This leads us necessarily to the need to adopt an organic system of management in preference to mechanistic systems. As was recognized by the management experts, a mechanistic management system is appropriate to stable conditions whereas an organic form is appropriate to changing conditions. The mechanist system of management is characterized by the hierarchic structure of control, authority and communication whereas the organic form is characterized by a network of structure of control, authority and communication (8). This applies to all levels of management whether local or central. This applies equally well to institutions as well as to our large sociopolitical systems of management and decision making. This also presupposes the adaptation of smaller and much more efficiently manageable infrastructural setup. It is also necessary that after imparting the required knowledge about the philosophy of the management of innovation for change through organic systems, we also give necessary training to the personnel involved in such branches of corollary disciplines as human biology, sociology, and sociopolitical sciences.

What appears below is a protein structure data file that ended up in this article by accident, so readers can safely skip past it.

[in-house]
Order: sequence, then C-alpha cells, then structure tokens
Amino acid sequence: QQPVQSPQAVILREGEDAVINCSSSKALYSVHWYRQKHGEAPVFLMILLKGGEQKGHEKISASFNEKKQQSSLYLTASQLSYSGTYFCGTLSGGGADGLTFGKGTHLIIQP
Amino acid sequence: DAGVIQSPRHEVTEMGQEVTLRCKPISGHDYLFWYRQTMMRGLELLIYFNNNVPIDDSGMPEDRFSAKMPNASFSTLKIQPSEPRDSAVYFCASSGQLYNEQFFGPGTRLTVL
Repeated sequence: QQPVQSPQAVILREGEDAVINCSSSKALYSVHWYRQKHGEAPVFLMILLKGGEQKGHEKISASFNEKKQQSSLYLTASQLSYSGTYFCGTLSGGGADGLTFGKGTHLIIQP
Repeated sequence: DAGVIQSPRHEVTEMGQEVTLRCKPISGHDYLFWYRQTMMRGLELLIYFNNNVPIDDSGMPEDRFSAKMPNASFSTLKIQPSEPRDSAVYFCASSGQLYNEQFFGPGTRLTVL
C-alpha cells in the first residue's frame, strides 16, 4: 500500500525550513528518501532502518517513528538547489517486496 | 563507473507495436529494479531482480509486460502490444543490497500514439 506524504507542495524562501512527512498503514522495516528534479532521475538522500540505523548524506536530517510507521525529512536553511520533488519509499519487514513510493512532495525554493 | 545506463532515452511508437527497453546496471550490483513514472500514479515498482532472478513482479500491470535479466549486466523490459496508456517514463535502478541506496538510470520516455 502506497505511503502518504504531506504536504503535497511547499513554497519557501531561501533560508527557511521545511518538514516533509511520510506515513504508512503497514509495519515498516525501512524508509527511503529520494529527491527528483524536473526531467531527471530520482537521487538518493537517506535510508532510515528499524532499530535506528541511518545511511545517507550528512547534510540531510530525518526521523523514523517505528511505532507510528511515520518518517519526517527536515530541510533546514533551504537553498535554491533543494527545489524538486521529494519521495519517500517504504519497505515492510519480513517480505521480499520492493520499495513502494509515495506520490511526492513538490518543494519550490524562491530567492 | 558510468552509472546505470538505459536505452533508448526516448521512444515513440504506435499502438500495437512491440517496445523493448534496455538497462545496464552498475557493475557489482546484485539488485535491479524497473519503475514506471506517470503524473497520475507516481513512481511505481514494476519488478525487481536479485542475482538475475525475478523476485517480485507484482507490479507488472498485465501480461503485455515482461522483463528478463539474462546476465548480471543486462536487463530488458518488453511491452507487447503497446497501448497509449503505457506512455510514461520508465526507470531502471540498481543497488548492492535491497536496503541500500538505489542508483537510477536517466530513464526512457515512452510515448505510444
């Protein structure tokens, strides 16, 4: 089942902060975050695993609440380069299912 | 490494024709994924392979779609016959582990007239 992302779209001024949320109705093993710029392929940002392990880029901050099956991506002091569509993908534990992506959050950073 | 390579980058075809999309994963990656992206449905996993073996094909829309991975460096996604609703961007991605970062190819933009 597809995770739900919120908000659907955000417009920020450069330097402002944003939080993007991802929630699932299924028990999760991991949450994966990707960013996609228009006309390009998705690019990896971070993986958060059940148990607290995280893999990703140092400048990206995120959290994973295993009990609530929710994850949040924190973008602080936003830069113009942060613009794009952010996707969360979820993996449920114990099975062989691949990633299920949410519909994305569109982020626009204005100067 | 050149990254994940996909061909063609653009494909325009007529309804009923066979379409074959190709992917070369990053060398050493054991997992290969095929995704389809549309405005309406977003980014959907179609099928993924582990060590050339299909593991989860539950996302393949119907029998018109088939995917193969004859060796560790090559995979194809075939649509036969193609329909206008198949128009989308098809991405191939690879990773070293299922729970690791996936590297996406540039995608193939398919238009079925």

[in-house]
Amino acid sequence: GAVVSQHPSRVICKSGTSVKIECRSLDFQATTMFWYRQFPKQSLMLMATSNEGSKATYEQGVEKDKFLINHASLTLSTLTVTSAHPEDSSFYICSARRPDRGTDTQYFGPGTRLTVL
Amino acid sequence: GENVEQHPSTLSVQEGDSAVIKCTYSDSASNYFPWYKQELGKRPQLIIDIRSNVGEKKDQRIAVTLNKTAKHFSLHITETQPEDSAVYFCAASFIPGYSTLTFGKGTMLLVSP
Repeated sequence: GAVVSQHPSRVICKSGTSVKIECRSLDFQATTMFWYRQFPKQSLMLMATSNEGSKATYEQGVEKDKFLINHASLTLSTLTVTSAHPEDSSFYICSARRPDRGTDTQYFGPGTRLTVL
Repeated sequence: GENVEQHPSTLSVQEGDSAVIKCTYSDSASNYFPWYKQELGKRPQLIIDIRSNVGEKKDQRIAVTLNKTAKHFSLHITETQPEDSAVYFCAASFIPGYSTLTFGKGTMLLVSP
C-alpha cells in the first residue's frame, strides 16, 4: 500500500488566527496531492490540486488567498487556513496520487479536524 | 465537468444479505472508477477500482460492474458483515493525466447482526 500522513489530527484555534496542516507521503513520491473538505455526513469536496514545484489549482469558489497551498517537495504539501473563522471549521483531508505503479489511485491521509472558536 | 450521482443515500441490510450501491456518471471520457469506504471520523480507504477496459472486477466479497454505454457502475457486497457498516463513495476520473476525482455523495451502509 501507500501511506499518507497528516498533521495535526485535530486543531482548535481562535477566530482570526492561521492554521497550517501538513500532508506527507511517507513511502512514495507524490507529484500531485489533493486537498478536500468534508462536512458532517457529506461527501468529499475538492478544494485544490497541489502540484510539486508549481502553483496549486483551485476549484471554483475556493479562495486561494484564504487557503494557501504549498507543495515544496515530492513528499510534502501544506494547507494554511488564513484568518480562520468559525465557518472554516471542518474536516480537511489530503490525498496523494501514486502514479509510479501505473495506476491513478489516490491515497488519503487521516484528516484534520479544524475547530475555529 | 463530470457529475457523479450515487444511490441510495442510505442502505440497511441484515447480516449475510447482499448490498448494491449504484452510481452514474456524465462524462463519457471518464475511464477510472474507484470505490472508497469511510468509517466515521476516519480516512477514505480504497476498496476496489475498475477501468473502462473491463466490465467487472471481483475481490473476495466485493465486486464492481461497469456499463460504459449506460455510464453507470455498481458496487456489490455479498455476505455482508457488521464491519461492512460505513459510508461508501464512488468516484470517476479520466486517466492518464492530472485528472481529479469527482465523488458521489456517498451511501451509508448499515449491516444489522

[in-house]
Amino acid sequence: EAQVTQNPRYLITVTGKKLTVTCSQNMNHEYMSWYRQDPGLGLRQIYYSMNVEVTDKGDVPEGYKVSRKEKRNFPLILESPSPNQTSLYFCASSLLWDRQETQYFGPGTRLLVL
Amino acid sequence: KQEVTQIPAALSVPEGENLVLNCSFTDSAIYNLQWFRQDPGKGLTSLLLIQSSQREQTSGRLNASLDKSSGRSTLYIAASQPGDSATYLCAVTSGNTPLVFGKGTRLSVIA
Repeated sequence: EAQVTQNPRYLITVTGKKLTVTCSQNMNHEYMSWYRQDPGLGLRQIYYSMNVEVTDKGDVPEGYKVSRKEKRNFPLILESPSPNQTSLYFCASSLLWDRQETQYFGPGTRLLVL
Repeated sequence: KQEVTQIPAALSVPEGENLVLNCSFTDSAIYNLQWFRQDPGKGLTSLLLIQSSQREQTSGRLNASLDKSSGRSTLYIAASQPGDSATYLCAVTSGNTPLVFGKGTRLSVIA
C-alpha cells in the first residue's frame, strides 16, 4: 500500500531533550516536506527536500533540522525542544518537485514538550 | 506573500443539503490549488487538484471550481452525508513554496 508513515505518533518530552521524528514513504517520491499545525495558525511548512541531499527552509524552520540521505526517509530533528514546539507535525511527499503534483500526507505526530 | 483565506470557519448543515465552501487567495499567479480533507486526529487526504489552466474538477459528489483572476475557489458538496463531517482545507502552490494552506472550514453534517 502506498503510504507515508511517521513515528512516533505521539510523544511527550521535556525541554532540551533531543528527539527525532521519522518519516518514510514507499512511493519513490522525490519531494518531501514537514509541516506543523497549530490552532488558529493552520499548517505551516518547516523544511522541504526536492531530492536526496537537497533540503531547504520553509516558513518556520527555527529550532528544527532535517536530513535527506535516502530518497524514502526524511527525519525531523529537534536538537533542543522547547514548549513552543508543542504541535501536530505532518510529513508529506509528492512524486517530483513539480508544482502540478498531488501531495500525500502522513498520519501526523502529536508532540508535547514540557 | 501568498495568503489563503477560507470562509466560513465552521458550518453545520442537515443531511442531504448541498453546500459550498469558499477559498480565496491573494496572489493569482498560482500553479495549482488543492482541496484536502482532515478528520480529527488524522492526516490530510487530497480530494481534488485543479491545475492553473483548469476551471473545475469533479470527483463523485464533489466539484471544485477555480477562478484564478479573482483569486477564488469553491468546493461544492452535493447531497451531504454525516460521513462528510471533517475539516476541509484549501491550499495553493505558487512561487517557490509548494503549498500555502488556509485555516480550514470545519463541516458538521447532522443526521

I do think that biologists have a special
role to play in this regard in spreading the message that after
all altruism has its firm biological roots and served the human
race extremely well in raising his life span from 27 during the
Neanderthal age to 72 at the present time (9). Psychosocial and
psychobiological studies have proved beyond doubt that the female
of Homo sapiens (1) tends to be more altruistic and reticent
in order to be delivered of the baby through a painful process
and to bring up the helpless infant over several years through
parental care and love (10). Cognizance of this central theme